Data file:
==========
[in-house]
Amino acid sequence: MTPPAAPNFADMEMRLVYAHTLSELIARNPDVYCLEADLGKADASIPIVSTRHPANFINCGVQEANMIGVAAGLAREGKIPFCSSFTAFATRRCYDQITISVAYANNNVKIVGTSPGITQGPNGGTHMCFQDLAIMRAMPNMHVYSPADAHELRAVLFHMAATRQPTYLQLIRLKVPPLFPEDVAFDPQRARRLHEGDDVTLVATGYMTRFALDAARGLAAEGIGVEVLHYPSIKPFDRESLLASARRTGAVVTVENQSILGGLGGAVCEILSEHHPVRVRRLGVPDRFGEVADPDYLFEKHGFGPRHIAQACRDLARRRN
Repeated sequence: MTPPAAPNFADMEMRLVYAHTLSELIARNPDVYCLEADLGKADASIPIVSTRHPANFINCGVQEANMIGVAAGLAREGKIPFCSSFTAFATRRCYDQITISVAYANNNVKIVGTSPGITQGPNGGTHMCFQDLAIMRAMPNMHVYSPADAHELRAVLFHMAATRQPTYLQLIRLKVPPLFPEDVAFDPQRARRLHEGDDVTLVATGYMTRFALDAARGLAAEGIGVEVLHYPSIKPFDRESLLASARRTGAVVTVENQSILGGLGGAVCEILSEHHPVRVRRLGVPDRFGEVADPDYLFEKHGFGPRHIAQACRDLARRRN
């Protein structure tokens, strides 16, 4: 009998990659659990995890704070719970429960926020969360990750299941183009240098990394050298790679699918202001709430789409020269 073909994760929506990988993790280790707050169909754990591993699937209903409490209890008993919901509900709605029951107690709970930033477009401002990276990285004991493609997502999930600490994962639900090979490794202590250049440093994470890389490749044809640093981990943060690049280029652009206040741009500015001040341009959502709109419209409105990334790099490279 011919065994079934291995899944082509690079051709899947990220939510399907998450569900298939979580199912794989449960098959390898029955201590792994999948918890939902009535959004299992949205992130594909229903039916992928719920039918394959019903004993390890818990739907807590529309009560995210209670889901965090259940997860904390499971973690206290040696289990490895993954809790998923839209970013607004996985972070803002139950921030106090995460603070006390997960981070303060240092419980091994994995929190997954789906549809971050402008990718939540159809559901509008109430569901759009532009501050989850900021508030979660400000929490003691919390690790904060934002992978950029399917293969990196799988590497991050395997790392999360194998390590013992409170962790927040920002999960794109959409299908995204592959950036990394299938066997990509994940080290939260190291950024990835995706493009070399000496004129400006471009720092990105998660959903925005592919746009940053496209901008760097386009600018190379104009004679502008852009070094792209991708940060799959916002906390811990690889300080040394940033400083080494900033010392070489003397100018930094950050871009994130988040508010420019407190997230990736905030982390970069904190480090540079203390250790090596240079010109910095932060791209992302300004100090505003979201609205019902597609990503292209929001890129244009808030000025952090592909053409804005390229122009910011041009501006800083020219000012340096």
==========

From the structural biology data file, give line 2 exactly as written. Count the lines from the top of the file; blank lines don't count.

Amino acid sequence: MTPPAAPNFADMEMRLVYAHTLSELIARNPDVYCLEADLGKADASIPIVSTRHPANFINCGVQEANMIGVAAGLAREGKIPFCSSFTAFATRRCYDQITISVAYANNNVKIVGTSPGITQGPNGGTHMCFQDLAIMRAMPNMHVYSPADAHELRAVLFHMAATRQPTYLQLIRLKVPPLFPEDVAFDPQRARRLHEGDDVTLVATGYMTRFALDAARGLAAEGIGVEVLHYPSIKPFDRESLLASARRTGAVVTVENQSILGGLGGAVCEILSEHHPVRVRRLGVPDRFGEVADPDYLFEKHGFGPRHIAQACRDLARRRN